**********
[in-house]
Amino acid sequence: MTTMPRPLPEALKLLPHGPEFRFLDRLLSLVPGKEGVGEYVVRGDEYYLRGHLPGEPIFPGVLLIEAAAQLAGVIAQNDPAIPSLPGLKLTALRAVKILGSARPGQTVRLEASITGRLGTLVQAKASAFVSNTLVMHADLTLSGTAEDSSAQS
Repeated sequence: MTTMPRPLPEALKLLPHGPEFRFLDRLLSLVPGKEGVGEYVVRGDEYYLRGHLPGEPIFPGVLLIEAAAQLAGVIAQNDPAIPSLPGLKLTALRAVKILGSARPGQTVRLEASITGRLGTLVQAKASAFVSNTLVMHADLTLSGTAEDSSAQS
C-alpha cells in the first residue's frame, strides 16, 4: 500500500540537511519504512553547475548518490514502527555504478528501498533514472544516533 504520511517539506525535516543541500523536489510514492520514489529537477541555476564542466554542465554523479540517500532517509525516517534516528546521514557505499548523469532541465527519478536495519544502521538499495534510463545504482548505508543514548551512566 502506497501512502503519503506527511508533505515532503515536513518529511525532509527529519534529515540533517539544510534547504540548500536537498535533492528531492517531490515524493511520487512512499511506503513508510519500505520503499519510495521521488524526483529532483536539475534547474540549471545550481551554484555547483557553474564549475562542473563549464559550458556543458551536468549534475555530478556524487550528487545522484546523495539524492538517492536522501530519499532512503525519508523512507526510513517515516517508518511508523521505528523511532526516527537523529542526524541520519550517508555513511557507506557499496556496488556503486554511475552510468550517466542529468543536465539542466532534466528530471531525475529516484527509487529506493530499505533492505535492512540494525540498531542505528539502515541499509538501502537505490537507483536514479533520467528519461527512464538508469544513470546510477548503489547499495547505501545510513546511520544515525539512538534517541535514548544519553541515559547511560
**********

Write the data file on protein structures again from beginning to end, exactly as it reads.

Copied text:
[in-house]
Amino acid sequence: MTTMPRPLPEALKLLPHGPEFRFLDRLLSLVPGKEGVGEYVVRGDEYYLRGHLPGEPIFPGVLLIEAAAQLAGVIAQNDPAIPSLPGLKLTALRAVKILGSARPGQTVRLEASITGRLGTLVQAKASAFVSNTLVMHADLTLSGTAEDSSAQS
Repeated sequence: MTTMPRPLPEALKLLPHGPEFRFLDRLLSLVPGKEGVGEYVVRGDEYYLRGHLPGEPIFPGVLLIEAAAQLAGVIAQNDPAIPSLPGLKLTALRAVKILGSARPGQTVRLEASITGRLGTLVQAKASAFVSNTLVMHADLTLSGTAEDSSAQS
C-alpha cells in the first residue's frame, strides 16, 4: 500500500540537511519504512553547475548518490514502527555504478528501498533514472544516533 504520511517539506525535516543541500523536489510514492520514489529537477541555476564542466554542465554523479540517500532517509525516517534516528546521514557505499548523469532541465527519478536495519544502521538499495534510463545504482548505508543514548551512566 502506497501512502503519503506527511508533505515532503515536513518529511525532509527529519534529515540533517539544510534547504540548500536537498535533492528531492517531490515524493511520487512512499511506503513508510519500505520503499519510495521521488524526483529532483536539475534547474540549471545550481551554484555547483557553474564549475562542473563549464559550458556543458551536468549534475555530478556524487550528487545522484546523495539524492538517492536522501530519499532512503525519508523512507526510513517515516517508518511508523521505528523511532526516527537523529542526524541520519550517508555513511557507506557499496556496488556503486554511475552510468550517466542529468543536465539542466532534466528530471531525475529516484527509487529506493530499505533492505535492512540494525540498531542505528539502515541499509538501502537505490537507483536514479533520467528519461527512464538508469544513470546510477548503489547499495547505501545510513546511520544515525539512538534517541535514548544519553541515559547511560